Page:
11. The sound of it or the looks of it, or both, and in what way? What does that word evoke in you and what does it reminds you of that makes you like it? I would have to agree though, actually, no doubt it has a nice round fat ring to it, but slightly counter weighted by the second syllable, that while still having a quite voluminous quality got a sharper character to it thanks to the over representation of consonants, in particular the F and T, while the O, and in particular because it is followed by an R, contributes to it still balancing nicely with the round quality of the first syllable, all in all making it an extraordinarily wholesome word, in many ways sort of the Yin/Yang of English words.
  12. I realize you have to play the notes that fits the music you happen to play, but what is the scale that you enjoy the sound and mood/character of the most and loves to noodle, jam in, and eventual to use when composing music, the most? Mine absolutely has to be the Dorian Scale, love that somewhat folkish/medieval character of it that also can get quite jazzy, depending on how you chose to combine it's notes, to me there is something very warm and organic to it, an almost ancestral familiarity (I guess sort of solemn in a very down to earth and grounded way), that makes me feel good, although it is also lends it self to more melancholy moods. Another top favorite of mine is the Double Harmonic Scale, also called the Byzantine Scale, which is pretty close to the Phrygian Major Scale, also called the Flaminco Scale or the Spanish Scale, but has an even stronger oriental character, which to me gives it sort of a mystical and slightly psychedelic vibe, beside obviously leading the thought onto Indian, but especially Middle Eastern, music.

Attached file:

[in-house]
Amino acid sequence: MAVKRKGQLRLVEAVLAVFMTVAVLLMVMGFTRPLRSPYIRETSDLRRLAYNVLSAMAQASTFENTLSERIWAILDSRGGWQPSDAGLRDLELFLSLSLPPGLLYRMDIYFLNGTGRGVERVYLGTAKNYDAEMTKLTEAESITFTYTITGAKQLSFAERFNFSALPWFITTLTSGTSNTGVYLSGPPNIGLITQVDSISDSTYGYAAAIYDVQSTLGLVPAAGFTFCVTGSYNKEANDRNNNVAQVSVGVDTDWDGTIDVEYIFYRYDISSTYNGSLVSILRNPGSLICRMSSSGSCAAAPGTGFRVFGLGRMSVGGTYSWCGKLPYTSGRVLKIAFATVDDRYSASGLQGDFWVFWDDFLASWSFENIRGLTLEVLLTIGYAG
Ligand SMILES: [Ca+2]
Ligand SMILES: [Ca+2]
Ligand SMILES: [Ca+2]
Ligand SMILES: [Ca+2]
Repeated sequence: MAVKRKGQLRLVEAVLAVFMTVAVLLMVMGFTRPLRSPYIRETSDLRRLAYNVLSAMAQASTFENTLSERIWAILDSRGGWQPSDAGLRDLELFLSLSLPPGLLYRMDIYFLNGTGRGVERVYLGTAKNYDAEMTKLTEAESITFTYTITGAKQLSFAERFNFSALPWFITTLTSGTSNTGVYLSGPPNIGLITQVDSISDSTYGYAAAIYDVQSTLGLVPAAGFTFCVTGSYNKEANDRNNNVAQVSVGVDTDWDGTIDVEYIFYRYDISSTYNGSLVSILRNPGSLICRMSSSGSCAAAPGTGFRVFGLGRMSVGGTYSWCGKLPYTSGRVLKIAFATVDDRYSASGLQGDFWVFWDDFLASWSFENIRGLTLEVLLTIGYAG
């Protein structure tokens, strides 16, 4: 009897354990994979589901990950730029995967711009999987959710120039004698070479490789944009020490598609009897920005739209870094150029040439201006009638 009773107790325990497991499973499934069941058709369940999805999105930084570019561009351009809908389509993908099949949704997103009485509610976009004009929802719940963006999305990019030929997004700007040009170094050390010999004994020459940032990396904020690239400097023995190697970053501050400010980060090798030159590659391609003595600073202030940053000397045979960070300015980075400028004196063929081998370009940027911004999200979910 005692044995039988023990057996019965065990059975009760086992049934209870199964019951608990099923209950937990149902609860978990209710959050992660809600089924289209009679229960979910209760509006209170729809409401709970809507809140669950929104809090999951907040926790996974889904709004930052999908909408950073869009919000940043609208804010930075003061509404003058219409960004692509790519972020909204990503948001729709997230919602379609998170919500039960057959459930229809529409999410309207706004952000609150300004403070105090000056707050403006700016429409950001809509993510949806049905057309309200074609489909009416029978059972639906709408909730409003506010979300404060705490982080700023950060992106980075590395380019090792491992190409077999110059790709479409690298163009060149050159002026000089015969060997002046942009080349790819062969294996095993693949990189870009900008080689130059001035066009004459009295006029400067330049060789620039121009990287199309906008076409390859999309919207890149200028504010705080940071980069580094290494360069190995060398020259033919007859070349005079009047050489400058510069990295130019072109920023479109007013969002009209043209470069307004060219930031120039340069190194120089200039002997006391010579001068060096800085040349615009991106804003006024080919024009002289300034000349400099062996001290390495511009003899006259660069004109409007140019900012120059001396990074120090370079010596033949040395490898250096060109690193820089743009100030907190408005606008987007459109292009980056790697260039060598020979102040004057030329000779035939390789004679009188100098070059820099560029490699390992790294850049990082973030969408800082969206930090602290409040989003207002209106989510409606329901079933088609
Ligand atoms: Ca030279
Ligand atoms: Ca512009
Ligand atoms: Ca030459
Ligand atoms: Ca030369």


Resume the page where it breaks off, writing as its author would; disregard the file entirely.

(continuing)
• Create New...